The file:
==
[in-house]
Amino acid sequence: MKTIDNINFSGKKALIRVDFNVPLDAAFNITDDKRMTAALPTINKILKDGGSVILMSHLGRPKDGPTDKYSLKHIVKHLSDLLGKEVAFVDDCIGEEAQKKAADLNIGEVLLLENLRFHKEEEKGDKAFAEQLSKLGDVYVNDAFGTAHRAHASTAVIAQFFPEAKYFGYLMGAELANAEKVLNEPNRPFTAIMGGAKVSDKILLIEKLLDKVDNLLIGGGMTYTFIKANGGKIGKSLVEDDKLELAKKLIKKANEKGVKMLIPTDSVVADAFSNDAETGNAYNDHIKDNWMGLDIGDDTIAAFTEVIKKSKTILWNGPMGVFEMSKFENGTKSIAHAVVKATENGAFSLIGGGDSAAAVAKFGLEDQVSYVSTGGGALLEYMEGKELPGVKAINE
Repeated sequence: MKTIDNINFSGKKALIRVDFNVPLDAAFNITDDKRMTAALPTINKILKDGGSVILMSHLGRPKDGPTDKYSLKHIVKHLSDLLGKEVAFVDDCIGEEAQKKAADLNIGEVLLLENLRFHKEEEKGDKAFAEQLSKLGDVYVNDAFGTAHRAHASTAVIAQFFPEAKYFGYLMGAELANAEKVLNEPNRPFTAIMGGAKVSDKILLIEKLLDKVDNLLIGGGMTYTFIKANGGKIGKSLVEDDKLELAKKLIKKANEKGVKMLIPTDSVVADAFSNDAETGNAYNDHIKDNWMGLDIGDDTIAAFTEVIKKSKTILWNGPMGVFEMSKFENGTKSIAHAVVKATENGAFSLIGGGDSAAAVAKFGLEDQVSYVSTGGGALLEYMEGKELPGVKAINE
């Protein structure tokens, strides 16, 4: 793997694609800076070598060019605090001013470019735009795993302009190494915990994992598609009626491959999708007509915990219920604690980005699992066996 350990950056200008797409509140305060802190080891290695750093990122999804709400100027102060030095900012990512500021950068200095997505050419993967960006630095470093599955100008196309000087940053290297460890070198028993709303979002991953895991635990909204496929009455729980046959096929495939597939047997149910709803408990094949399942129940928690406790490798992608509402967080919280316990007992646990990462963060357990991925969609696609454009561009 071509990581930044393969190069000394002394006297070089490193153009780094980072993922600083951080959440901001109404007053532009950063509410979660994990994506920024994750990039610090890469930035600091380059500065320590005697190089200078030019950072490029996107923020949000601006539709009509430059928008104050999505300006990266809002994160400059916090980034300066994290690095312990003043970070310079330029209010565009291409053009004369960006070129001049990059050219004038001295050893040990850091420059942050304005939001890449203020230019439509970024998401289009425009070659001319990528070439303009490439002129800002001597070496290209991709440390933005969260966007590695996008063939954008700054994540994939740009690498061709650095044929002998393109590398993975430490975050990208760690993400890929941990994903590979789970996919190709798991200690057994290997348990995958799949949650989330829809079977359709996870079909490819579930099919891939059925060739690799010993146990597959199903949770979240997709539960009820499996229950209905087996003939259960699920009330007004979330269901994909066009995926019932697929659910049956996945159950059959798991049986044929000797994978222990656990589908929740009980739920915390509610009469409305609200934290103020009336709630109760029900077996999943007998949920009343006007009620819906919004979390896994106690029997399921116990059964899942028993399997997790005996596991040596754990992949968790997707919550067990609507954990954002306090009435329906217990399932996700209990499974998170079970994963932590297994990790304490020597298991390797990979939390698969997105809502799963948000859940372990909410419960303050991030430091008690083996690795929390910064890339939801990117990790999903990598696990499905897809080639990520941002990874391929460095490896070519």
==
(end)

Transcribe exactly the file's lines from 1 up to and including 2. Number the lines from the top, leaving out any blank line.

[in-house]
Amino acid sequence: MKTIDNINFSGKKALIRVDFNVPLDAAFNITDDKRMTAALPTINKILKDGGSVILMSHLGRPKDGPTDKYSLKHIVKHLSDLLGKEVAFVDDCIGEEAQKKAADLNIGEVLLLENLRFHKEEEKGDKAFAEQLSKLGDVYVNDAFGTAHRAHASTAVIAQFFPEAKYFGYLMGAELANAEKVLNEPNRPFTAIMGGAKVSDKILLIEKLLDKVDNLLIGGGMTYTFIKANGGKIGKSLVEDDKLELAKKLIKKANEKGVKMLIPTDSVVADAFSNDAETGNAYNDHIKDNWMGLDIGDDTIAAFTEVIKKSKTILWNGPMGVFEMSKFENGTKSIAHAVVKATENGAFSLIGGGDSAAAVAKFGLEDQVSYVSTGGGALLEYMEGKELPGVKAINE